Pitt, though, is positively blasé about the pressure. Whether it's an edgy, arty flick like Fight Club or an aspiring blockbuster like Troy, the moviemaking process "still feels the same to me," says Pitt, sitting in a Midtown hotel suite.

You put everything you can into it, and some work, some don't. I think this one's really strong."

Physically, Pitt prepared for the role with a year of intense training. "The first three months were daunting and not fun at all." It included two to three hours in the gym, two additional hours of sword work and four high-protein, low-carb meals a day. As a result, he gained about 10 pounds of brawn. "It was grueling," Pitt says.

Giving up beer and smokes

He nixed cigarettes and sharply cut back on beer and chips, although he did allow himself the occasional treat: McFlurry shakes from McDonald's, "though it was more for a little taste of home, you know, a little Americana."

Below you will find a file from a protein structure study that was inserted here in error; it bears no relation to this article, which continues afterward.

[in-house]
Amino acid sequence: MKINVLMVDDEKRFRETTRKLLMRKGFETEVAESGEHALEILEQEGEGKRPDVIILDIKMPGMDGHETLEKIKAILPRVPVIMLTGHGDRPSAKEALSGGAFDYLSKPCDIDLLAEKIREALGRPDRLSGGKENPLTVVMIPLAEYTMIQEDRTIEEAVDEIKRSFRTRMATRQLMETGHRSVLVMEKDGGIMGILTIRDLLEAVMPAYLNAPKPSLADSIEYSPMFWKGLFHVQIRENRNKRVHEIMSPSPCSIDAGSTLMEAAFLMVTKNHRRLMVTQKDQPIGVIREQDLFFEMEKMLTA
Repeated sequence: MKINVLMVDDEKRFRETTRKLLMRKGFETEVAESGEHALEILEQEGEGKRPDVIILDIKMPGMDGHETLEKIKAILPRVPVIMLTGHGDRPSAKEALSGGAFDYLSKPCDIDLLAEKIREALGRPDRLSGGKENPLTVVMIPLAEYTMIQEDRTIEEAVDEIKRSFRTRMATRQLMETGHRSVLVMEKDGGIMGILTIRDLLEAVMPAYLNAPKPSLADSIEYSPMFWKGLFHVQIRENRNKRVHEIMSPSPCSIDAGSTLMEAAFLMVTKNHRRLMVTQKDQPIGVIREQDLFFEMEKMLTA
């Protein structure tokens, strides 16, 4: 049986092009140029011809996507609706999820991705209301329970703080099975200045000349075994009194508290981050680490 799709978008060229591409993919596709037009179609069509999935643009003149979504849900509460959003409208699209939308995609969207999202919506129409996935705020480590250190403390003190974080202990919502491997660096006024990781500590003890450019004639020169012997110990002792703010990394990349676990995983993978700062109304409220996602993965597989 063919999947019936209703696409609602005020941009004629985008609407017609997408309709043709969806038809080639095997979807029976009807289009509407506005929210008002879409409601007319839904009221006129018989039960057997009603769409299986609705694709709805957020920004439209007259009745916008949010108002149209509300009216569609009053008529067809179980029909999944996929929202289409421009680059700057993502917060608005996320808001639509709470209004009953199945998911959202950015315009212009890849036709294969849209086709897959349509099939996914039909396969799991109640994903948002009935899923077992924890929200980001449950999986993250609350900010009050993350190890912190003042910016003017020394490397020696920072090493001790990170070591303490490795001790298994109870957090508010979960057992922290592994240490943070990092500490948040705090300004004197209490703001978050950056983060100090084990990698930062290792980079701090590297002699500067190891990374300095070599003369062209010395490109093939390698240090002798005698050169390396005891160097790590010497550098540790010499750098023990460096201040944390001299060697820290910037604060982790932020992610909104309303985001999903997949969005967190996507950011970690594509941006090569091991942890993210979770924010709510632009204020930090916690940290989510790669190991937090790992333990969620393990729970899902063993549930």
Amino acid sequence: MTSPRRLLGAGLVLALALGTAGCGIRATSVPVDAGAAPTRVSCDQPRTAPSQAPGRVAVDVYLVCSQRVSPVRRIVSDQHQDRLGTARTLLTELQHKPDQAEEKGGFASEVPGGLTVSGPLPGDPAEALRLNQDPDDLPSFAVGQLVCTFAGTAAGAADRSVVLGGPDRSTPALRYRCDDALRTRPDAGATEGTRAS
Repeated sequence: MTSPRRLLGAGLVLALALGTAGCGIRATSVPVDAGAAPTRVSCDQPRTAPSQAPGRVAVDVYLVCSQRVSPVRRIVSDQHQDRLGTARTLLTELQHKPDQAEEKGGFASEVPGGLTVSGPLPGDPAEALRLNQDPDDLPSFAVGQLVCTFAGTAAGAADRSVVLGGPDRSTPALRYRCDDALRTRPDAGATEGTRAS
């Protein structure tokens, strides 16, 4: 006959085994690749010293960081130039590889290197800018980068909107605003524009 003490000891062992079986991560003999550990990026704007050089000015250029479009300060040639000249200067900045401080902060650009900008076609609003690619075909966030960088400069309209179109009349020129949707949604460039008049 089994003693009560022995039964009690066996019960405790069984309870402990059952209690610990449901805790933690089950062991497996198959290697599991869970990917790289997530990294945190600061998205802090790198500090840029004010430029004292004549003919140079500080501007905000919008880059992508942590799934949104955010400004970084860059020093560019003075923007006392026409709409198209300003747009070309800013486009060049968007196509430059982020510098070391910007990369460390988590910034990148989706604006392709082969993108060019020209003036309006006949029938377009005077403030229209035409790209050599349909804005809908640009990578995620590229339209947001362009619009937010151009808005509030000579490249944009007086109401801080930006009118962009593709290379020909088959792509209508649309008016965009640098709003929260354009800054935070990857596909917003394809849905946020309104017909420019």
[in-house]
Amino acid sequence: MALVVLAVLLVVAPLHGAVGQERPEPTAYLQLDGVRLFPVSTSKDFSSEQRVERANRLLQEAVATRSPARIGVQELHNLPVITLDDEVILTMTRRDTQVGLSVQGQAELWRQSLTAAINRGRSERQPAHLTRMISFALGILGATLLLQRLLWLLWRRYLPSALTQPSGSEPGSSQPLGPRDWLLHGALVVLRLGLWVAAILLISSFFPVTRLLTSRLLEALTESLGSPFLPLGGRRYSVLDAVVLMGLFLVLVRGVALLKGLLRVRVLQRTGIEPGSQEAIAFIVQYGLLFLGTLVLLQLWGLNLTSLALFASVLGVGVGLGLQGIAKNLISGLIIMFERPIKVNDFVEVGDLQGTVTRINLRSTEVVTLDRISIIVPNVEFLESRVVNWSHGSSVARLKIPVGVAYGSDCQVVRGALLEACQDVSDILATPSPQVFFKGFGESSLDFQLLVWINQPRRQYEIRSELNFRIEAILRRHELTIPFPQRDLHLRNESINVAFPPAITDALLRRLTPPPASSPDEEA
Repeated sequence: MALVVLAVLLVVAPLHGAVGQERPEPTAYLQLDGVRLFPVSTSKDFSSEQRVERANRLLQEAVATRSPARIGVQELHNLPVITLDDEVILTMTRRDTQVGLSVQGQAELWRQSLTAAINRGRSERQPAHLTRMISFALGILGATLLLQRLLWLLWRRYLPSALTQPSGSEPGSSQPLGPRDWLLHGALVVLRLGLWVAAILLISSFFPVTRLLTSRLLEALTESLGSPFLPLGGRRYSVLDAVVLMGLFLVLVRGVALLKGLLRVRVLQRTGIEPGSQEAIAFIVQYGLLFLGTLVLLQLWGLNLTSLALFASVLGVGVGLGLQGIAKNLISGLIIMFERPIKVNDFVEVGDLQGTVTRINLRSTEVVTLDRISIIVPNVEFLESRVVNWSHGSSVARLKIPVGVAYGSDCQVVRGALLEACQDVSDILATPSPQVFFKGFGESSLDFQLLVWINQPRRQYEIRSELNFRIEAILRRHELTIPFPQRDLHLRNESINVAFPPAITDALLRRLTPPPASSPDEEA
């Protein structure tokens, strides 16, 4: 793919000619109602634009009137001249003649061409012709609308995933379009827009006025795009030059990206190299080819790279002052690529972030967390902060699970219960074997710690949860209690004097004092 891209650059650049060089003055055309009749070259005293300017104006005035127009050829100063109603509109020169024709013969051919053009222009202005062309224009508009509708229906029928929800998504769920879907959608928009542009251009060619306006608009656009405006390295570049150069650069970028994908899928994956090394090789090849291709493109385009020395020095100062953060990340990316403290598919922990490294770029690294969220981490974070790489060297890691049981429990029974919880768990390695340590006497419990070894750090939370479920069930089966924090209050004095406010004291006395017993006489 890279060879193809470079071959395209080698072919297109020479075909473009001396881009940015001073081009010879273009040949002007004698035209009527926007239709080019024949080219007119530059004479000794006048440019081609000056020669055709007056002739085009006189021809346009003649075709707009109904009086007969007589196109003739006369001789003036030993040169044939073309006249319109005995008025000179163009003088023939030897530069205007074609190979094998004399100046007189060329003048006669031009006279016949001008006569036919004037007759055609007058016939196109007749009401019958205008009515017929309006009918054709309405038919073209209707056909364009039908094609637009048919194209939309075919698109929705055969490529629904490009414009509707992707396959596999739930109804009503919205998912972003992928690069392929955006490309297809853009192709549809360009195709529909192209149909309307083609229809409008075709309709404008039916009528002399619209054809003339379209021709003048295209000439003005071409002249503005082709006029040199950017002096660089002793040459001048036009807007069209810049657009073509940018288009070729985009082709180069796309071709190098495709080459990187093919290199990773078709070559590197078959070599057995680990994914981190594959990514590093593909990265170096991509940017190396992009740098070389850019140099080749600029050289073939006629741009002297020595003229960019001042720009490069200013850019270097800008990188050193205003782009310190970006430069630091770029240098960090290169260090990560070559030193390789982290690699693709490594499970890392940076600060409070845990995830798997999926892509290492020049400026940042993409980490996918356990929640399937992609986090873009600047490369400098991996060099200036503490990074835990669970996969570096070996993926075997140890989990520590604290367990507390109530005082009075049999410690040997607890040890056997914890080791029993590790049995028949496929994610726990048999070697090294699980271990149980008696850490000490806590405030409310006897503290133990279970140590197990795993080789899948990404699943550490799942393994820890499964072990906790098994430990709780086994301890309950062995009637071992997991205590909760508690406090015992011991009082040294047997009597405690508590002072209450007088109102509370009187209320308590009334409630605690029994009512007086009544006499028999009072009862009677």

Pitt tries to shrug off the emphasis on his body-building. Transforming himself into the arrogant and aloof ancient warrior had its cerebral component, too.

Among other research, Pitt dived into The Iliad for the first time. (He jokes that he had to because journalists would quiz him on it.) "I was surprised. It wasn't a task at all. I really enjoyed it. There's a reason it is what it is."

Director Wolfgang Petersen, best known for showing the underbelly of U-boat life in Das Boot, stresses that a buffed-up Pitt was "extremely important."

"You cannot have Achilles with a pot belly. That doesn't work. He should not only fight like an artist, but he should look like a god."

There were other, um, behind-closed-doors benefits, akin to what Will Smith said he experienced when he pumped up to play Muhammad Ali in 2001's Ali: "My wife's loving it."

Pitt flashes a broad, dimpled grin. "I'm going to agree with Will. There are certain advantages to the hard work. There is a payoff."

Slacking off, though, began the day Troy wrapped, says Pitt, fresh from a pre-interview cigarette break. "Propped up on caffeine" and popping chocolates into his mouth, he's alternately rubbing the knuckle above his wedding band and tugging on his earlobe, looking more Ocean's Twelve than Troy in slacks and a gray-and-white striped shirt, unbuttoned slightly to reveal a silver chain necklace.